Poverty continues to impact 1 in 5 North Carolinians, according to 2012 Census Bureau Data released last week. The extent of poverty would be far greater without the safety net and work supports, however. This post is part of a blog series that will explain how the new poverty data demonstrates the important role public programs play and the need for continued support. See our posts on the Supplemental Nutrition Assistance Program, Social Security, and Unemployment Insurance.
Despite economic growth from 2011 to 2012, North Carolina saw no meaningful improvement in either poverty rates or household incomes over the same period. New US Census data shows that safety-net programs, such as the Earned Income Tax Credit (EITC), blunted the extent of poverty’s reach across the United States. If not for the federal EITC, an additional 5.5 million Americans—including 2.9 million children—would have lived in poverty last year.
The EITC goes to families that work but struggle to get by on low wages. It helps them pay for basic necessities, reduces child poverty more than any other program, and improves kids’ chances of success as adults. The tax credit’s anti-poverty effect is not yet available for North Carolina or other states but we do know that it lifted approximately 293,400 North Carolinians—half of whom were children—out of poverty during the 2009-2011 period.
We also know that state EITCs build on the success at the federal credit. Yet, state lawmakers enacted a tax plan that allows North Carolina’s EITC to expire at the end of 2013. Nearly 907,000 North Carolinians claimed this credit in 2011, but with the EITC’s loss, many of these working families will face an even more lopsided tax system that asks more from them and less from the wealthy.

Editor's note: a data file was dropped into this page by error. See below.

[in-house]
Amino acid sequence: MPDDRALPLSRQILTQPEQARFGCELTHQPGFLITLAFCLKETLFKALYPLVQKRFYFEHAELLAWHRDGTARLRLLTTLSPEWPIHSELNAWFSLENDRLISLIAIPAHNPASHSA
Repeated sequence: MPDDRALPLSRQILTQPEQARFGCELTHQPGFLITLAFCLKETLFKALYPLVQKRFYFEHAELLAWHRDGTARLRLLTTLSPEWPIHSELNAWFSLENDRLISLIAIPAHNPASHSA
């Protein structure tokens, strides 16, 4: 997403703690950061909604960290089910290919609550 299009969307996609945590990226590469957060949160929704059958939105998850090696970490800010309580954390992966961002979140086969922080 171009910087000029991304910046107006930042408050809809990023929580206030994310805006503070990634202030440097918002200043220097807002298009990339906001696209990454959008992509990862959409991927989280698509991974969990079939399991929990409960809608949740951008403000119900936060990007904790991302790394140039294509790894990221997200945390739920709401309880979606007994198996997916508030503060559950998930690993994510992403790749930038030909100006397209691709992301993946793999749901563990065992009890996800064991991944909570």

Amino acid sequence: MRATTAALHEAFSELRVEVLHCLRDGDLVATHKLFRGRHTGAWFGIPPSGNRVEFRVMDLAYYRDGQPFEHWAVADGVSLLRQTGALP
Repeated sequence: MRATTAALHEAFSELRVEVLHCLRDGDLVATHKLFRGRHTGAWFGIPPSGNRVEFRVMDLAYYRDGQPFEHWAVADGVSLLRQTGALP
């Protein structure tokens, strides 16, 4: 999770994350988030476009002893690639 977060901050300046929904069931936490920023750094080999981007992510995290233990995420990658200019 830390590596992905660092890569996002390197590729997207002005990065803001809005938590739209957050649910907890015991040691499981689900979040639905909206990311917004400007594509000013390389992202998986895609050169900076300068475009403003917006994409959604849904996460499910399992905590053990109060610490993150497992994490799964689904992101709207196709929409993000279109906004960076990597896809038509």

Children will feel the impact too because they benefit when they live in families with adequate resources to meet their basic needs. North Carolina already has the 10th highest poverty rate in the nation—down from 13th last year—with more than 1 in 4 of its children living below the federal poverty line. For young children, moving out of poverty is particularly important because poverty impacts the architecture of their developing brains. Research has found that lifting income in early childhood not only tends to improve a child’s immediate educational outcomes, but is associated with more schooling, attachment to the labor force, and higher earnings in adulthood.
Reversing these economic trends requires adequate and long-term investments in education, good jobs, and family economic security. Meanwhile, the Census data confirms that national and state policymakers should be careful not to further dismantle the EITC and other work supports that are working around the clock to fight persistently high rates of poverty.